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How to enable Web Sharing in OS X Mountain Lion

In OS X Mountain Lion, Apple has removed the option for personal Web sharing; however, this feature can be enabled if needed.

Topher Kessler MacFixIt Editor
Topher, an avid Mac user for the past 15 years, has been a contributing author to MacFixIt since the spring of 2008. One of his passions is troubleshooting Mac problems and making the best use of Macs and Apple hardware at home and in the workplace.
Topher Kessler
4 min read

The Sharing services in OS X allow for a number of connectivity options, including screen sharing, file sharing, printer sharing, and the capability to use your computer as an Internet router. In past versions of OS X, Apple has also included a full Web sharing service using the open-source Apache server that allows you to host Web pages on your computer, but this option has been removed from the system preferences in Mountain Lion.

Despite its relative lack of popularity, the presence of the full Apache Web server in OS X has been useful for testing Web development projects, or setting up a small workgroup Web server.

Missing Web Sharing in Mountain Lion
The Web Sharing feature in OS X is missing from Mountain Lion's Sharing system preferences. Screenshot by Topher Kessler/CNET

While Apple may have removed the configuration settings for the Web server in the system preferences, the Apache server is still included in Mountain Lion and can be enabled for those who need it. The steps for enabling this include optionally configuring the server for hosting Web pages in the "Sites" folder in your home directory, and then enabling the server itself.

Optionally enable user Web sites
By default the Apache Web server will issue Web sites that are stored in your system's global Web server folder (/Library/Web Server/Documents), which are accessed by typing "http://localhost/" in a Web browser. However, if you try to access Web sites in your personal sharing folder by appending "~username" to the end of the URL then you will get "Forbidden" error in the Web browser. While you can use the global Web server folder for your sites, for convenience you can enable your home folder's site by creating an Apache user configuration file like the one created in prior versions of OS X when personal file sharing is enabled:

  1. Open the OS X Terminal utility (/Applicaitions/Utilities/)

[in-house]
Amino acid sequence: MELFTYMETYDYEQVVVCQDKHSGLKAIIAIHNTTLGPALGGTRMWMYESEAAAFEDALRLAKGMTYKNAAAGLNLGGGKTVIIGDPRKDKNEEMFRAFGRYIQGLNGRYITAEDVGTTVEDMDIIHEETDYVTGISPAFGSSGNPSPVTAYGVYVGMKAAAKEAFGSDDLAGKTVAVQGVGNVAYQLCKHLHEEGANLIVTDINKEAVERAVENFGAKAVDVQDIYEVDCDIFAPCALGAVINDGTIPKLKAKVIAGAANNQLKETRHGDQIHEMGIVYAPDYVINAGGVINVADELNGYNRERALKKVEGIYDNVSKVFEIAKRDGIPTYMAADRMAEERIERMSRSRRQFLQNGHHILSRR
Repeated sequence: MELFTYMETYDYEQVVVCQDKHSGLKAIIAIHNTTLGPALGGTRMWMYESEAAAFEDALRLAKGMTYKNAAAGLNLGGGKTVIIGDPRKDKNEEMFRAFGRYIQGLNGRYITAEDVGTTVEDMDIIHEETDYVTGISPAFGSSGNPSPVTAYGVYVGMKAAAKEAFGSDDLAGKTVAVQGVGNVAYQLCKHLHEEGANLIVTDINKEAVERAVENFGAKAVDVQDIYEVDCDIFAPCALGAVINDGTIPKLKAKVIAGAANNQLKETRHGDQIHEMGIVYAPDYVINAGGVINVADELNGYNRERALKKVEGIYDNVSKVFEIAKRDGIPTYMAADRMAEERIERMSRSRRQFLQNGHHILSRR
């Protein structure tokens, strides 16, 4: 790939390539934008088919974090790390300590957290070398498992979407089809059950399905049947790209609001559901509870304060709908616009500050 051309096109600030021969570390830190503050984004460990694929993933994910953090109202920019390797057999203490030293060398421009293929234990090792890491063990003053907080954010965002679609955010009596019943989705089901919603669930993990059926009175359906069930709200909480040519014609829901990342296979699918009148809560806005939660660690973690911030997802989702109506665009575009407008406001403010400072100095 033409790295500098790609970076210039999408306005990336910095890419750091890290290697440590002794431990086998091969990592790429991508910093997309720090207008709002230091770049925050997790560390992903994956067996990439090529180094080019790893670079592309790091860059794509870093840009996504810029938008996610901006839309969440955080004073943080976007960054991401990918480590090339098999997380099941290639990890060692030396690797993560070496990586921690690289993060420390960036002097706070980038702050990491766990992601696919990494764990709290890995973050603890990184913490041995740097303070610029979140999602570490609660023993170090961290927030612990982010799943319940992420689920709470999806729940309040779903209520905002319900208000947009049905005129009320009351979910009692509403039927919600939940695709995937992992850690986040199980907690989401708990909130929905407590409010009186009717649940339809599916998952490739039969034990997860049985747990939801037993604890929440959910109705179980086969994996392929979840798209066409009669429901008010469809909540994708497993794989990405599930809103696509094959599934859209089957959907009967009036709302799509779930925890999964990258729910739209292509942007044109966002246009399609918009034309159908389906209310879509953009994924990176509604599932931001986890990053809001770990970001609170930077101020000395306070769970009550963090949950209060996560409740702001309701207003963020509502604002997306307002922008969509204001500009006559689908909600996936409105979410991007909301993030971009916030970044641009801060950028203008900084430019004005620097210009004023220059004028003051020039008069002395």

2. Create and edit an Apache user configuration file named after your user account by running the following command.

    sudo pico /etc/apache2/users/`whoami`.conf

  3. Copy the following text into the Terminal editor that opens, but be sure to change the "username" text to the short name of your user account:

    <Directory "/Users/username/Sites/">
    Options Indexes MultiViews
    AllowOverride All
    Order allow,deny
    Allow from all

  4. Save and close the editor by pressing Control-O followed by Control-X.

After this action is performed, create a folder called "Sites" in your home directory if it is not already present, and then place your Web pages within it.

Enabling the server
To enable the Web server you have two options. The first is to temporarily start it using the following "apachectl" terminal command (to disable the server, repeat the command with "stop" instead of "start"):

sudo apachectl start

OS X Web server firewall warning
When you enable the Web server you will see this warning appear, so be sure to allow connections if you plan on serving pages to other computers. Screenshot by Topher Kessler/CNET

Note that since Web sharing is not in the Sharing system preferences, it is no longer considered an essential system service so the OS will not automatically configure the firewall for it. Therefore when you enable it, you will be asked to allow the Web server process (httpd) to allow incoming connections. If you plan on using the server as a test server for your computer, only then do you not need to allow connections through the firewall; however, if you want to host pages for other computers to see, then you will need to allow connections.

Keep in mind that the steps so far will only keep the server running while the system is booted, so if you restart then the server will be disabled again. To enable the server even after subsequent reboots, then you will need to enable the launch daemon for the server, which can be done with the following command:

sudo defaults write /System/Library/LaunchDaemons/org.apache.httpd Disabled -bool false

As with the previous command, this one can be reversed by repeating it but changing the "false" text to "true."

This procedure will enable the server and allow you to host Web pages, but will not enable any additional Web technologies like SQL or PHP. If you need these, then they can be installed and enabled separately following the instructions in the guide by Coolest Guy Planet Tech.

After the server is running, if you still see errors when accessing Web pages in your home folder (ie, with the url "http://localhost/~username"), then be sure the file (and any others you may have configured) are properly accessible by running the following two Terminal commands to alter their ownership and permissions:

sudo chown root:wheel /etc/apache2/users/*
sudo chmod 644 /etc/apache2/users/*

When the configuration file's permissions have been set, run the following command to restart the server and load the file again before attempting your connections:

sudo apachectl restart

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